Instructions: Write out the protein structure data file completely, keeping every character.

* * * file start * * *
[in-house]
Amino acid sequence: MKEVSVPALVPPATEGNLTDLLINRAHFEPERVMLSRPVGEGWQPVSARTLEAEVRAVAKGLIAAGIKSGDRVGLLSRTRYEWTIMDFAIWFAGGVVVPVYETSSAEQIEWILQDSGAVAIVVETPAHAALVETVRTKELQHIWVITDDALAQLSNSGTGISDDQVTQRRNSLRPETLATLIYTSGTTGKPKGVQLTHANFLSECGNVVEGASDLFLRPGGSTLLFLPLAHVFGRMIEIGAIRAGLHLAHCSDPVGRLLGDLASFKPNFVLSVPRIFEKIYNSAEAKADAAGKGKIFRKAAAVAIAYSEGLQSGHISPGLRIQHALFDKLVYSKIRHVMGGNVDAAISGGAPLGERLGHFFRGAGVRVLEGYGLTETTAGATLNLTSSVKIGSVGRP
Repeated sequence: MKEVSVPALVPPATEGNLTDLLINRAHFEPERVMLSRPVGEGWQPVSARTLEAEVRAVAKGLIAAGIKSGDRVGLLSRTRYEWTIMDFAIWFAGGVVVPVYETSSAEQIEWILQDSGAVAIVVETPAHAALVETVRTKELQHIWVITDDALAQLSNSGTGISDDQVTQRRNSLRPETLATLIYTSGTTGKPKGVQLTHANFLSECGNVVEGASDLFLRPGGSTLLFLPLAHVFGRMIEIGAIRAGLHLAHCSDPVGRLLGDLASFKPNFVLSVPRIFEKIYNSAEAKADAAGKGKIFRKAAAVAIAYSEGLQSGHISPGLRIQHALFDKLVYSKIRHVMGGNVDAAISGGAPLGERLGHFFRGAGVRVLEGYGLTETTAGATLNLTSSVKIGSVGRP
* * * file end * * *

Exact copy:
[in-house]
Amino acid sequence: MKEVSVPALVPPATEGNLTDLLINRAHFEPERVMLSRPVGEGWQPVSARTLEAEVRAVAKGLIAAGIKSGDRVGLLSRTRYEWTIMDFAIWFAGGVVVPVYETSSAEQIEWILQDSGAVAIVVETPAHAALVETVRTKELQHIWVITDDALAQLSNSGTGISDDQVTQRRNSLRPETLATLIYTSGTTGKPKGVQLTHANFLSECGNVVEGASDLFLRPGGSTLLFLPLAHVFGRMIEIGAIRAGLHLAHCSDPVGRLLGDLASFKPNFVLSVPRIFEKIYNSAEAKADAAGKGKIFRKAAAVAIAYSEGLQSGHISPGLRIQHALFDKLVYSKIRHVMGGNVDAAISGGAPLGERLGHFFRGAGVRVLEGYGLTETTAGATLNLTSSVKIGSVGRP
Repeated sequence: MKEVSVPALVPPATEGNLTDLLINRAHFEPERVMLSRPVGEGWQPVSARTLEAEVRAVAKGLIAAGIKSGDRVGLLSRTRYEWTIMDFAIWFAGGVVVPVYETSSAEQIEWILQDSGAVAIVVETPAHAALVETVRTKELQHIWVITDDALAQLSNSGTGISDDQVTQRRNSLRPETLATLIYTSGTTGKPKGVQLTHANFLSECGNVVEGASDLFLRPGGSTLLFLPLAHVFGRMIEIGAIRAGLHLAHCSDPVGRLLGDLASFKPNFVLSVPRIFEKIYNSAEAKADAAGKGKIFRKAAAVAIAYSEGLQSGHISPGLRIQHALFDKLVYSKIRHVMGGNVDAAISGGAPLGERLGHFFRGAGVRVLEGYGLTETTAGATLNLTSSVKIGSVGRP